absolutely not. financial cost is not a tactical factor. The only reason one would not use a Maverick (even after the first misses-- you fire another) is if there was some kind of shortage of the weapon and they were trying to husband their ordnance.

And guns miss plenty.

Re: F-35 to replace A-10?

Unread postPosted: 26 May 2020, 10:14
by vilters
Missiles Always work perfect on test ranges.
In real life? ? It is pure luck if it hits anything at all.

Re: F-35 to replace A-10?

Unread postPosted: 26 May 2020, 10:14
by kimjongnumbaun
XanderCrews wrote:absolutely not. financial cost is not a tactical factor. The only reason one would not use a Maverick (even after the first misses-- you fire another) is if there was some kind of shortage of the weapon and they were trying to husband their ordnance.

And guns miss plenty.



^^This

We were dropping $100k+ ordnance on dudes in sandals and I gave 2 *hits about costs. Literally, one of my guys told me, "Sir, you just used an $80k hellfire to kill those guys." My response, "300 million tax payers are helping me pay that off."

Re: F-35 to replace A-10?

Unread postPosted: 26 May 2020, 11:49
by hornetfinn
kimjongnumbaun wrote:
mixelflick wrote:
basher54321 wrote:Pretty certain the A-10 was only built around the gun because when decisions were being made in the late 1960s it was the best and only option. According to some in the know AGM-65 became the primary weapon in the 1970s after trials - gun dueling things like Shilka at low level became more of a suicide run.


That's true, but there's another element to consider: Cost. A Maverick hit is a thing to behold, much more impressive than the gun IMO. But they're also expensive. Trashing armor with the gun is pennies on the dollar vs. most guided weapons, especially when the latter sometimes miss.


But we're not comparing the cost of the ZSU-23 to the maverick. We're comparing the cost of the maverick to potentially losing the A-10 in a suicide gun run.


Besides any even remotely modern MBT, IFV, SPAAG, SAM system or even APC is going to cost more than Maverick, Hellfire or even SDB II. ZSU-23-4 is very old and limited system and there are multiple much more modern and deadlier AD systems around. Hell, nowadays even many IFVs and APCs can pack a very nasty punch against slow and low flying aircraft. Those have 25 to 40 mm guns with very capable fire control systems having thermal sights, autotrackers and laser range finders. There are a lot of upgraded BMP-2s around the world that have most of those features and can easily engage low flying aircraft. 2A42 gun in BMP-2 fires rounds that are almost 2.5 times heavier than those fired by ZSU-23-4 and ZU-23-2. Of course the rate of fire is a lot slower but accuracy and reach are much better.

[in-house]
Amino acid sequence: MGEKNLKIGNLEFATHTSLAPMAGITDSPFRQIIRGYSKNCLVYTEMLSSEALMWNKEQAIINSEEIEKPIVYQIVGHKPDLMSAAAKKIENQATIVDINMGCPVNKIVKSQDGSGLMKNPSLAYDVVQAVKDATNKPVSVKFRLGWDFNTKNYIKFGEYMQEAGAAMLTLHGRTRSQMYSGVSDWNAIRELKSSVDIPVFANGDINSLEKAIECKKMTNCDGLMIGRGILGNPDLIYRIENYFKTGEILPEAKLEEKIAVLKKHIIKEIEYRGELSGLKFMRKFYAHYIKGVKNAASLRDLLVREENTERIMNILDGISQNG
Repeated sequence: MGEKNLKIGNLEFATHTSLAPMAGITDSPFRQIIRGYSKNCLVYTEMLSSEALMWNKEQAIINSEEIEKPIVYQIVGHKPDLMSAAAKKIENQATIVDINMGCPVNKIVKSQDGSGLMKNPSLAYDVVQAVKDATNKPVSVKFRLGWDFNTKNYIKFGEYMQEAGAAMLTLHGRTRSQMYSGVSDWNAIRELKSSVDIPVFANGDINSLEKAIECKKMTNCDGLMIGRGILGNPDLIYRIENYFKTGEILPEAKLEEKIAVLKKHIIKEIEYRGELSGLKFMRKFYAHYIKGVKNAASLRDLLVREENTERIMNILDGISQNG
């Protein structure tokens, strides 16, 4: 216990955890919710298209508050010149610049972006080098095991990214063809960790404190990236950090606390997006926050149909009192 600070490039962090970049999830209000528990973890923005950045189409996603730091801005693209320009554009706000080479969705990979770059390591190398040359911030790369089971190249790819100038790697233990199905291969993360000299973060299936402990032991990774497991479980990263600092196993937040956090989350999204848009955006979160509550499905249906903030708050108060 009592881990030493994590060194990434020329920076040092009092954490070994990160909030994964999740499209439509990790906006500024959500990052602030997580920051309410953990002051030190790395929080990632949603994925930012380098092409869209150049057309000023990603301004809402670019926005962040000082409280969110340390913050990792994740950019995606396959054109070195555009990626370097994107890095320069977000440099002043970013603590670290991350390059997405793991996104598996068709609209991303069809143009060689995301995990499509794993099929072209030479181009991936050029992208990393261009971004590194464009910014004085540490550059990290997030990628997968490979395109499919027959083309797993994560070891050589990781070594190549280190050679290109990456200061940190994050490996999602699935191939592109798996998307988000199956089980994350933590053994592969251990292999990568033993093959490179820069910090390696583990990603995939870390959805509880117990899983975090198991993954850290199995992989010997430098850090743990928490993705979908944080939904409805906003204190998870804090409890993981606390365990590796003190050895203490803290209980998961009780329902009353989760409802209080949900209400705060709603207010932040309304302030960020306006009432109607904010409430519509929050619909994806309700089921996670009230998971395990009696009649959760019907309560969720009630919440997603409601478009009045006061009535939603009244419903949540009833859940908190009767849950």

Of course gun can be useful in situations where the enemy doesn't have such equipment around or if there is no other option. But even then I'd rather go with weapons like laser guided rockets (like APKWS) or laser SDBs most of the time.

Re: F-35 to replace A-10?

Unread postPosted: 26 May 2020, 12:16
by madrat
In those situations there is no credible threat, the A-10 may as well be a drone.

Re: F-35 to replace A-10?

Unread postPosted: 26 May 2020, 13:25
by aussiebloke
madrat wrote:In those situations there is no credible threat, the A-10 may as well be a drone.


Sometimes the situation calls for more than what a drone is capable of - even in a permissive environment:
The crew of Boar 51 distinguished themselves as two-ship A-10s, 354th Expeditionary Fighter Squadron, 447th Expeditionary Operations Group, Incirlik Air Base, Turkey in support of OPERATION INHERENT RESOLVE.
On May 2, 2017, the crew of Boar 51 was re-tasked to support a troops-in-contact situation where 50 American and countless Syrian Democratic Forces were pinned down with heavy machine gun fire, mortars, and rocket-propelled grenades. Boar 51 flight expended 1,500 pounds of ordnance and 1,300, 30-millimeter rounds on 19 targets, often inside danger close criteria. For over five hours, Captain Harvey and Major Schultz overcame communications degradation, severe thunderstorms and near-zero visibility, ultimately saving the lives of friendly forces. The distinctive accomplishments of Captain Harvey and Major Schultz reflect great credit upon themselves and the United States Air Force.


https://naa.aero/userfiles/files/docume ... 202017.pdf

These two pilots were awarded the Distinguished Flying Cross for their actions that day.

Re: F-35 to replace A-10?

Unread postPosted: 26 May 2020, 13:39
by ricnunes
vilters wrote:Missiles Always work perfect on test ranges.
In real life? ? It is pure luck if it hits anything at all.


I would say that's exactly the opposite when compared to the guns.